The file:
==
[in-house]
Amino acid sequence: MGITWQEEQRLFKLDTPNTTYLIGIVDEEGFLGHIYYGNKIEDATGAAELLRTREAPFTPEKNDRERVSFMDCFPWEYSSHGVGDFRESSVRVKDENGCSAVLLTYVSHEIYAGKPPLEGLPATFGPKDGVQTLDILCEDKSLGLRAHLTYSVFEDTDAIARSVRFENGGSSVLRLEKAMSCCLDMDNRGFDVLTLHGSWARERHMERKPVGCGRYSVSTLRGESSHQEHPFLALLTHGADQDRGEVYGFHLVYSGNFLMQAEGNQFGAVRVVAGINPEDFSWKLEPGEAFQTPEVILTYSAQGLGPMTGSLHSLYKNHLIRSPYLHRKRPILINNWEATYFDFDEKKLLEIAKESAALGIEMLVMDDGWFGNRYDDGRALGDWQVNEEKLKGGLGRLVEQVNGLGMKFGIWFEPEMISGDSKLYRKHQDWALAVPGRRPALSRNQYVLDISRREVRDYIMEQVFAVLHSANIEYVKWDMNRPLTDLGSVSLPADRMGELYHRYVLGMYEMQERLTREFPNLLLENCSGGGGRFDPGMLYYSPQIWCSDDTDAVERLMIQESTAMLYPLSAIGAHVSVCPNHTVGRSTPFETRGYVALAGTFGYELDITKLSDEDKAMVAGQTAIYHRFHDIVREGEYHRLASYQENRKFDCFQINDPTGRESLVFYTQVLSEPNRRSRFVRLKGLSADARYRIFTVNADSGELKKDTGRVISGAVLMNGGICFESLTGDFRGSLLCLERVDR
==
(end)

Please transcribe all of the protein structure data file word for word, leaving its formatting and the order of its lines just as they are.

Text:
[in-house]
Amino acid sequence: MGITWQEEQRLFKLDTPNTTYLIGIVDEEGFLGHIYYGNKIEDATGAAELLRTREAPFTPEKNDRERVSFMDCFPWEYSSHGVGDFRESSVRVKDENGCSAVLLTYVSHEIYAGKPPLEGLPATFGPKDGVQTLDILCEDKSLGLRAHLTYSVFEDTDAIARSVRFENGGSSVLRLEKAMSCCLDMDNRGFDVLTLHGSWARERHMERKPVGCGRYSVSTLRGESSHQEHPFLALLTHGADQDRGEVYGFHLVYSGNFLMQAEGNQFGAVRVVAGINPEDFSWKLEPGEAFQTPEVILTYSAQGLGPMTGSLHSLYKNHLIRSPYLHRKRPILINNWEATYFDFDEKKLLEIAKESAALGIEMLVMDDGWFGNRYDDGRALGDWQVNEEKLKGGLGRLVEQVNGLGMKFGIWFEPEMISGDSKLYRKHQDWALAVPGRRPALSRNQYVLDISRREVRDYIMEQVFAVLHSANIEYVKWDMNRPLTDLGSVSLPADRMGELYHRYVLGMYEMQERLTREFPNLLLENCSGGGGRFDPGMLYYSPQIWCSDDTDAVERLMIQESTAMLYPLSAIGAHVSVCPNHTVGRSTPFETRGYVALAGTFGYELDITKLSDEDKAMVAGQTAIYHRFHDIVREGEYHRLASYQENRKFDCFQINDPTGRESLVFYTQVLSEPNRRSRFVRLKGLSADARYRIFTVNADSGELKKDTGRVISGAVLMNGGICFESLTGDFRGSLLCLERVDR